Michiel Jansz. van Mierevelt

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Michiel Jansz. van Mierevelt
Black and white engraving of Van Mierevelt wearing a colar and mantle
Portrait of Michiel Janszoon van Mierevelt (c. 1610–25) by Willem Jacobsz. Delff
Born1 May 1566
Died27 June 1641(1641-06-27) (aged 75)
George Villiers, Duke of Buckingham
Theodora van Duvenvoorde

Michiel Janszoon (abbr. Jansz.)[1] van Mierevelt (Dutch pronunciation: [miˈxil ˈjɑnsoːɱ vɑm ˈmiːrəvɛlt, - ˈjɑns fɑm -];[a] also spelled Miereveld or Miereveldt; 1 May 1566 – 27 June 1641) was a Dutch painter and draftsman of the Dutch Golden Age.[2]


Van Mierevelt was born and died in Delft, as a son of a goldsmith, who apprenticed him to the copperplate engraver Hieronymus Wierix. He subsequently became a pupil of Willem Willemz and Augusteyn of Delft, until Anthonie van Montfoort (Houbraken calls him Antony Blokland[3]), who had seen and admired two of Mierevelt's early engravings, Christ and the Samaritan and Judith and Holofernes, invited him to enter his school at Utrecht.[4]

He registered as a member of the Guild of St. Luke in The Hague in 1625.[5] Devoting himself first to still lifes, he eventually took up portraiture, in which he achieved such success that the many commissions entrusted to him necessitated the employment of numerous assistants, by whom hundreds of portraits were turned out in factory fashion. Today over 500 paintings are or have been attributed to him.[5] The works that can with certainty be ascribed to his own brush are remarkable for their sincerity, severe drawing and harmonious color, but comparatively few of the two thousand or more portraits that bear his name are wholly his own handiwork. So great was his reputation that he was patronized by royalty in many countries and acquired great wealth. The king of Sweden and the count palatine of Neuburg presented him with golden chains; Albert VII, Archduke of Austria, at whose court he lived in Delft, gave him a pension; and Charles I vainly endeavoured to induce him to visit the English court.[6][7]

Though Mierevelt is chiefly known as a portrait painter, he also executed some mythological pieces of minor importance. Many of his portraits have been reproduced in line by the leading Dutch engravers of his time. He died at Delft.[8]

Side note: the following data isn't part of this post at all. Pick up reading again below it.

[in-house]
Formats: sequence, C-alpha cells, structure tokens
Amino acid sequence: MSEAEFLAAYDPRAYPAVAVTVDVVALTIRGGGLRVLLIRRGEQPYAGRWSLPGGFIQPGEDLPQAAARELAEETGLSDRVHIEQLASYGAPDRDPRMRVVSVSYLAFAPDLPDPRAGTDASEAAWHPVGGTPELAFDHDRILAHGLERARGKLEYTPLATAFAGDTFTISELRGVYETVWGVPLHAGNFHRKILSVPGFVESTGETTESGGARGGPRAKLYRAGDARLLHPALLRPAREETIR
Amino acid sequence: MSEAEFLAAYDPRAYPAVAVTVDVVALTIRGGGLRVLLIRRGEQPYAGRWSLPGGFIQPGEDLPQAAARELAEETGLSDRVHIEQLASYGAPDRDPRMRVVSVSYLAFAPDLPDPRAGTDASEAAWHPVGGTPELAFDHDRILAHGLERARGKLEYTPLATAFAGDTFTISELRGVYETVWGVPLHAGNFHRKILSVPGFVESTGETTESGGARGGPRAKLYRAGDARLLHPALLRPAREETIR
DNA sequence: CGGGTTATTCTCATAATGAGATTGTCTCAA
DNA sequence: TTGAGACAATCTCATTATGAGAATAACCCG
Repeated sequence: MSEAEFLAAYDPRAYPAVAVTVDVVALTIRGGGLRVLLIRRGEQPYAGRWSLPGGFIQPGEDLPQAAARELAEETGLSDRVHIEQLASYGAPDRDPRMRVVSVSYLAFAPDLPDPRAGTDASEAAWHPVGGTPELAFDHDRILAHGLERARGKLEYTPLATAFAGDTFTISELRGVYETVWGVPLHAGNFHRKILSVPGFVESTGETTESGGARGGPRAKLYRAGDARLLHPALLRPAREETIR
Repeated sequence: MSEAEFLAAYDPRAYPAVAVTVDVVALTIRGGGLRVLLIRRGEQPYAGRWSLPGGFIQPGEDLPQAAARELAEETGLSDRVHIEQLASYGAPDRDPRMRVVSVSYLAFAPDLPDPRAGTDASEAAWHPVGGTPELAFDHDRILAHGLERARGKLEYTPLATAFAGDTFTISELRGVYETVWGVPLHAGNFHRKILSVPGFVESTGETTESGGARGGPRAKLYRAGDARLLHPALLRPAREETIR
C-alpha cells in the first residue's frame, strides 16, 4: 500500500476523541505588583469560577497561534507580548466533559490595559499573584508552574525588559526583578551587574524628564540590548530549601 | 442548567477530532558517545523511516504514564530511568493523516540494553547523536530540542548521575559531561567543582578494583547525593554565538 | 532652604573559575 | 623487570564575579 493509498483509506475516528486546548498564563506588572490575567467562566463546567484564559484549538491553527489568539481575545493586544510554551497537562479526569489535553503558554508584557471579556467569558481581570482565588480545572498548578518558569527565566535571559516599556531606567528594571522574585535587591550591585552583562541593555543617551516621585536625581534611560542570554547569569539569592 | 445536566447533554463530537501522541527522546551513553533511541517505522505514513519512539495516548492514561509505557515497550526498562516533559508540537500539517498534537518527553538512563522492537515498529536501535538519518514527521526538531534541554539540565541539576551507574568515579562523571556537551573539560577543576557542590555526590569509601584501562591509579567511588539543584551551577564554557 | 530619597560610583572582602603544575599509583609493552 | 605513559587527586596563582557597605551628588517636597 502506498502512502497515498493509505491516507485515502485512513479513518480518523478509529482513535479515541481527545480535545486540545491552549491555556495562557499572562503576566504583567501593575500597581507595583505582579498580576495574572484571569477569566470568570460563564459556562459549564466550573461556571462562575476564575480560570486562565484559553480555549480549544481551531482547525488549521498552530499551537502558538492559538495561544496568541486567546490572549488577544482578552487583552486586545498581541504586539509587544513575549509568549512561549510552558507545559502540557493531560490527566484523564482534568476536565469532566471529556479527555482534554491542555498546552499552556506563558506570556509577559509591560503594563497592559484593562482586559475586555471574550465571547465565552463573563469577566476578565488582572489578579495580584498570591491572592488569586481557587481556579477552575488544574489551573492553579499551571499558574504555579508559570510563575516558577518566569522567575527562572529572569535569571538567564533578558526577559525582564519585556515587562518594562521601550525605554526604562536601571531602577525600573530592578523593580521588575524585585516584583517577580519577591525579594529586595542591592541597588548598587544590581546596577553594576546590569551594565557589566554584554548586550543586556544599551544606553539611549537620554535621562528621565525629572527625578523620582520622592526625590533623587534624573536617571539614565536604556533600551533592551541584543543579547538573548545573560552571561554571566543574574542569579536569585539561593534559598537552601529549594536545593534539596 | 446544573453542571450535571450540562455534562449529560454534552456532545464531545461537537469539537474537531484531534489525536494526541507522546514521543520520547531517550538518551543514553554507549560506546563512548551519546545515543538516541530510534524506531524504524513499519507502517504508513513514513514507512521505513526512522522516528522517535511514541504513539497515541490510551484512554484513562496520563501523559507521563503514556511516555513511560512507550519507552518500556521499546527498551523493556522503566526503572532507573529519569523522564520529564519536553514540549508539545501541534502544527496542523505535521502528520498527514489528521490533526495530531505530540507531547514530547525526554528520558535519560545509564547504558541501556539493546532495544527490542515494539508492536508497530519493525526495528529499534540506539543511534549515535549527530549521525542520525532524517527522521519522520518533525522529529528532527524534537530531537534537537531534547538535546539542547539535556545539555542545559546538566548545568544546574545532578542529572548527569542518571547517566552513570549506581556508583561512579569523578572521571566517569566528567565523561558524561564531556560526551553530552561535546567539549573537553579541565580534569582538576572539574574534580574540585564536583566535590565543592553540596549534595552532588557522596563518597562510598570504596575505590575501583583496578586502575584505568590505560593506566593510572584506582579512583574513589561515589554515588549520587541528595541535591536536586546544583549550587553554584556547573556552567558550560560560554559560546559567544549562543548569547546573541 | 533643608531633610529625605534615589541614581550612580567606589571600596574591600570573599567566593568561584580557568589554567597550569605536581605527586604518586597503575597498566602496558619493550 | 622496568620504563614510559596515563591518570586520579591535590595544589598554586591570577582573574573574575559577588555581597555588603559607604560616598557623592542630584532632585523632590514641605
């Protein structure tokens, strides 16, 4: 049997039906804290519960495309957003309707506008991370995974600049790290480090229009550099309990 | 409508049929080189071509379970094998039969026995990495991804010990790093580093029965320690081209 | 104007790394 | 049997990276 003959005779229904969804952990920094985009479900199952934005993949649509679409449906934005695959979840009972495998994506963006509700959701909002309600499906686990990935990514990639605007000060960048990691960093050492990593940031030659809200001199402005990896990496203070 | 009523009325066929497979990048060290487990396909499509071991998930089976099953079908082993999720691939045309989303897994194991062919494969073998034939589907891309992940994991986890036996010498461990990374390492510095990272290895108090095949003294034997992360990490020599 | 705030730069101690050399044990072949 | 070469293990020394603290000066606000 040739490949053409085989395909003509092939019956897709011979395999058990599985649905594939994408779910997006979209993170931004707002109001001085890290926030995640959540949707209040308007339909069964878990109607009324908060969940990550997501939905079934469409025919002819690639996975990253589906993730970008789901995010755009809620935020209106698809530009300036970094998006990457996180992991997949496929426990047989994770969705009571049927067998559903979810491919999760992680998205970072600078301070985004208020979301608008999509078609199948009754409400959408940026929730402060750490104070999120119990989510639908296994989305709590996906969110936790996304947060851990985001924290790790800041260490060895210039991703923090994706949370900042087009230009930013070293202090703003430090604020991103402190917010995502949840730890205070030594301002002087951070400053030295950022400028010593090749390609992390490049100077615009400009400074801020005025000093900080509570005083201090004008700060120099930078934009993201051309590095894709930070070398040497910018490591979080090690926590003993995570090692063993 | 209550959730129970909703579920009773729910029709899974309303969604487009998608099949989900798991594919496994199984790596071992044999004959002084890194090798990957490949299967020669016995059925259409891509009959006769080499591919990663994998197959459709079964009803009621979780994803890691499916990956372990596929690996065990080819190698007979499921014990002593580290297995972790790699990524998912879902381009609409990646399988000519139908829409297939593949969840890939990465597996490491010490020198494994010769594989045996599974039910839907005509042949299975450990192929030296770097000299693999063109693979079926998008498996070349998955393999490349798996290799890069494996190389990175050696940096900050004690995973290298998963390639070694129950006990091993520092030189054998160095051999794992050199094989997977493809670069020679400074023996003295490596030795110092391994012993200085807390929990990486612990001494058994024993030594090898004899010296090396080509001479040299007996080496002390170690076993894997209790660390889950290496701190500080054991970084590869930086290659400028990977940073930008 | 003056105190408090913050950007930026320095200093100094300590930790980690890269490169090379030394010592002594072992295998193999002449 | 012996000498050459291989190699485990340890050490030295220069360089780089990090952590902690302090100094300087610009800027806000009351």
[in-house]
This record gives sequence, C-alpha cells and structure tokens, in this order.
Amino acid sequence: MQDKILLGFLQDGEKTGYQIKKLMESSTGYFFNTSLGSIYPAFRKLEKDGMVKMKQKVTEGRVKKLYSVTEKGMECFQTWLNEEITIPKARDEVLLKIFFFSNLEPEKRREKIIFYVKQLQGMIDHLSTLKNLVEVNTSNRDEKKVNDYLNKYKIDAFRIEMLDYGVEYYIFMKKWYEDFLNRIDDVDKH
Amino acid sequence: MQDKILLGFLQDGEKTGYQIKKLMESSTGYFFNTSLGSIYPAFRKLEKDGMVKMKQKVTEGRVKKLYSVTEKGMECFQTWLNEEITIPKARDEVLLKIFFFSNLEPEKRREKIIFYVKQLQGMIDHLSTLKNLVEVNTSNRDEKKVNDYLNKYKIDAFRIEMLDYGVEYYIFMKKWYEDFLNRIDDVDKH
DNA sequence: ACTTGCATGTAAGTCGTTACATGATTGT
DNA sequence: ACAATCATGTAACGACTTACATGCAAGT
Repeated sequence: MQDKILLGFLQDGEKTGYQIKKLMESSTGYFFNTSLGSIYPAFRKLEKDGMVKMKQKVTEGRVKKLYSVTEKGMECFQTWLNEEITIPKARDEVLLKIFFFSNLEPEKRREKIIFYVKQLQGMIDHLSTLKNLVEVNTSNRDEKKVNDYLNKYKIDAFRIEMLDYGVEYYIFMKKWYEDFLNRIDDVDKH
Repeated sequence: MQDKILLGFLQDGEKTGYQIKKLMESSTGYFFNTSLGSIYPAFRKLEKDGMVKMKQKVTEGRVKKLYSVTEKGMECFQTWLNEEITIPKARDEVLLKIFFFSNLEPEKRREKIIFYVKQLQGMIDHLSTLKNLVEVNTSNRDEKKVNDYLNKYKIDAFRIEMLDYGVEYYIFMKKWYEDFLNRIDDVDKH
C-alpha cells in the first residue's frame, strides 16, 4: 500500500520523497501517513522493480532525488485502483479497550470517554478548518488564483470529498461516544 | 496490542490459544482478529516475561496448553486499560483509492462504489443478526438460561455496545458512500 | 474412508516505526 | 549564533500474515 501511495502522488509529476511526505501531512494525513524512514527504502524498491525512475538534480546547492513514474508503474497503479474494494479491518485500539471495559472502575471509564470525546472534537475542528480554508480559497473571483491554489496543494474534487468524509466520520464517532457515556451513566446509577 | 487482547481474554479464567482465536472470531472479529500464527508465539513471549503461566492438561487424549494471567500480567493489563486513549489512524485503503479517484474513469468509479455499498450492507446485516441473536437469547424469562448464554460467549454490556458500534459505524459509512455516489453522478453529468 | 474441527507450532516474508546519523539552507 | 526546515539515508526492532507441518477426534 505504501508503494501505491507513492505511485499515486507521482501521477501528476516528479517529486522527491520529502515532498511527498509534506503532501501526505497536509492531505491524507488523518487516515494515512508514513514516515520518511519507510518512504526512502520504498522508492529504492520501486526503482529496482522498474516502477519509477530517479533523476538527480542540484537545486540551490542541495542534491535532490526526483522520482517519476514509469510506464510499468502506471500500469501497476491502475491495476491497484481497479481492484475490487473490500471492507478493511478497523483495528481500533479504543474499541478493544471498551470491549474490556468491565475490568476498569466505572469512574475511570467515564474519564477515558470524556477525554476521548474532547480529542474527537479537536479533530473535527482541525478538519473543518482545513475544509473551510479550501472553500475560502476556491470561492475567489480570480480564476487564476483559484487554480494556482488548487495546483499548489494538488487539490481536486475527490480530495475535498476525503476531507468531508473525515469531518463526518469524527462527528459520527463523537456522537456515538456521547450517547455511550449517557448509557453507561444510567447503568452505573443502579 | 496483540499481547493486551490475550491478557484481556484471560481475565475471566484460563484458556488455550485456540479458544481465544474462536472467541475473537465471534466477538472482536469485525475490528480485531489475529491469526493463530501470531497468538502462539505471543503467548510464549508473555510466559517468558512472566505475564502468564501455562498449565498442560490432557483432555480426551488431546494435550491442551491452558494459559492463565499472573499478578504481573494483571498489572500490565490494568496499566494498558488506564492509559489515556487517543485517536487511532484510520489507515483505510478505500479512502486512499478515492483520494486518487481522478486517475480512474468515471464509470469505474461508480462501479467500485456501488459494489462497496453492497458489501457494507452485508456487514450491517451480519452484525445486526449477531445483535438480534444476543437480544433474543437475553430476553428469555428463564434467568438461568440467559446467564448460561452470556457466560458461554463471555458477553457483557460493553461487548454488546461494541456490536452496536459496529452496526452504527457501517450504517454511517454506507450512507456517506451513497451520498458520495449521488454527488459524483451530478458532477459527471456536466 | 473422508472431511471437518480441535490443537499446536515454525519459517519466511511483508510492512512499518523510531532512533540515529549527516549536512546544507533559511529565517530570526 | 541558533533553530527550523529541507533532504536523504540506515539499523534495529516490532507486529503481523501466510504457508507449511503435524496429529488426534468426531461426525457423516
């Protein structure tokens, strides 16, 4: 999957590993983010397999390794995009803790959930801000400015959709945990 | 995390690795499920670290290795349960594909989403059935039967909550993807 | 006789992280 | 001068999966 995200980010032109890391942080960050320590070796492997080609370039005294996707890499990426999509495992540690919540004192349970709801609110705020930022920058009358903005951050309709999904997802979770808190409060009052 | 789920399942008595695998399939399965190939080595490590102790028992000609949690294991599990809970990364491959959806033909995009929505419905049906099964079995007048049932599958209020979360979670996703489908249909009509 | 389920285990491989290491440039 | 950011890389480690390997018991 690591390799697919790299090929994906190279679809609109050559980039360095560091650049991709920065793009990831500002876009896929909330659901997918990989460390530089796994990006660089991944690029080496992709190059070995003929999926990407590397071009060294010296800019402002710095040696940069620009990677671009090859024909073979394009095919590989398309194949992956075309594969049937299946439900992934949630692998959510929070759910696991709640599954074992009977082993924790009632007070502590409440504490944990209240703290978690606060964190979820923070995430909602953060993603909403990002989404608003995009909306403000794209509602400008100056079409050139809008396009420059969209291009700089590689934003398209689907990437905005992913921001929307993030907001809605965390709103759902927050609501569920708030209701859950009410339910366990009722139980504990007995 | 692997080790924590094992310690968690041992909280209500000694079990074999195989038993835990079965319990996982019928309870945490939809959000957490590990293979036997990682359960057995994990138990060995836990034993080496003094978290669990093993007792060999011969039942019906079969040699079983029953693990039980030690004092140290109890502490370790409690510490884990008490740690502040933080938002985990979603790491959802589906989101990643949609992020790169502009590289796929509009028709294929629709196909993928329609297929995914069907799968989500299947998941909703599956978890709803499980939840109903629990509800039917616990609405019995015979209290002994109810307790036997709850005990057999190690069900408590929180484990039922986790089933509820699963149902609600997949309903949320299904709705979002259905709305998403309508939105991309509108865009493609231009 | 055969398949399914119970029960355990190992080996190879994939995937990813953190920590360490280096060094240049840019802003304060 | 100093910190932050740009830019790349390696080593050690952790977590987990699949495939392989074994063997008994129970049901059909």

The Rijksmuseum in Amsterdam has the richest collection of Mierevelt's works, chief of them being the portraits of William, Philip William, Maurice, and Frederick Henry of Orange, and of the count palatine Frederick V. At the Mauritshuis in The Hague are the portraits of four princes of the house of Orange, of Frederick V as king of Bohemia, and of Louise de Coligny as a widow. Other portraits by him are at nearly all the leading continental galleries, notably at Brunswick (3), Gotha (2), Schwerin (3), Munich (2), Paris (Louvre, 3), Dresden (4), Berlin (2), and Darmstadt (3). The town hall of Delft also has numerous examples of his work.[8]


Many of his pupils and assistants rose to fame. The most gifted of them were Paulus Moreelse, Jan Antonisz. van Ravesteyn,[8] Daniel Mijtens, Anthonie Palamedesz., Johan van Nes, and Hendrick Cornelisz. van Vliet.[5] His sons Pieter (1596–1623) and Jan (died 1633), and his son-in-law Jacob Delff,[citation needed] probably painted many of the pictures which go under his name. His portrait was painted by Anthony van Dyck and engraved by Jacob Delff.[8]


  1. ^ In isolation, Janszoon and van are pronounced [ˈjɑnsoːn] and [vɑn], respectively.


  1. ^ "Michiel Janszoon van Mierevelt – Dutch painter". Encyclopædia Britannica. Retrieved 12 March 2016.
  2. ^ Michiel van Mierevelt, Netherlands Institute for Art History. Retrieved on 17 April 2015.
  3. ^ Michiel Mierevelt biography in De groote schouburgh der Nederlantsche konstschilders en schilderessen (1718) by Arnold Houbraken, courtesy of the Digital library for Dutch literature
  4. ^ Chisholm 1911, p. 424.
  5. ^ a b c RKD entry on Mierevelt
  6. ^ Chisholm 1911, pp. 424–425.
  7. ^ Gilman, Peck & Colby 1905, p. 464.
  8. ^ a b c d Chisholm 1911, p. 425.



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